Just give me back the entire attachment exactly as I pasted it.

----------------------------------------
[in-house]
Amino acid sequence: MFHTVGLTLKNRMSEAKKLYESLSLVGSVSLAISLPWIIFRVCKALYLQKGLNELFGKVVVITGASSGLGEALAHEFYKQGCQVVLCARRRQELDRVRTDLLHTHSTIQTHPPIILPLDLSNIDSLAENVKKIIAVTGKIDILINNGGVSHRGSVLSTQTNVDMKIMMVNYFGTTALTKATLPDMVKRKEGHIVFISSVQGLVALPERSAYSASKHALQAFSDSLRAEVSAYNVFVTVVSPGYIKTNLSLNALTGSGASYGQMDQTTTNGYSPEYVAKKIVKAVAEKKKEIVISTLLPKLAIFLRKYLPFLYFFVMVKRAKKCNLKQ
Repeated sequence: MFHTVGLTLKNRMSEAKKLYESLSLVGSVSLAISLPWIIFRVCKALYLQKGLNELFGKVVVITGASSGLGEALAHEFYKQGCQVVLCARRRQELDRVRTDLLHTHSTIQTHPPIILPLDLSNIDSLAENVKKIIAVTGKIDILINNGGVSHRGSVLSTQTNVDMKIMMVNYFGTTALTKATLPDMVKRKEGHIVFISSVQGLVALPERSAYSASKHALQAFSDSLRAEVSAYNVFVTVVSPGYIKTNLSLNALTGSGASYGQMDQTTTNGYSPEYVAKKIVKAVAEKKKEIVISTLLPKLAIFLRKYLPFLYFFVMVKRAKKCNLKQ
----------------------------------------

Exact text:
[in-house]
Amino acid sequence: MFHTVGLTLKNRMSEAKKLYESLSLVGSVSLAISLPWIIFRVCKALYLQKGLNELFGKVVVITGASSGLGEALAHEFYKQGCQVVLCARRRQELDRVRTDLLHTHSTIQTHPPIILPLDLSNIDSLAENVKKIIAVTGKIDILINNGGVSHRGSVLSTQTNVDMKIMMVNYFGTTALTKATLPDMVKRKEGHIVFISSVQGLVALPERSAYSASKHALQAFSDSLRAEVSAYNVFVTVVSPGYIKTNLSLNALTGSGASYGQMDQTTTNGYSPEYVAKKIVKAVAEKKKEIVISTLLPKLAIFLRKYLPFLYFFVMVKRAKKCNLKQ
Repeated sequence: MFHTVGLTLKNRMSEAKKLYESLSLVGSVSLAISLPWIIFRVCKALYLQKGLNELFGKVVVITGASSGLGEALAHEFYKQGCQVVLCARRRQELDRVRTDLLHTHSTIQTHPPIILPLDLSNIDSLAENVKKIIAVTGKIDILINNGGVSHRGSVLSTQTNVDMKIMMVNYFGTTALTKATLPDMVKRKEGHIVFISSVQGLVALPERSAYSASKHALQAFSDSLRAEVSAYNVFVTVVSPGYIKTNLSLNALTGSGASYGQMDQTTTNGYSPEYVAKKIVKAVAEKKKEIVISTLLPKLAIFLRKYLPFLYFFVMVKRAKKCNLKQ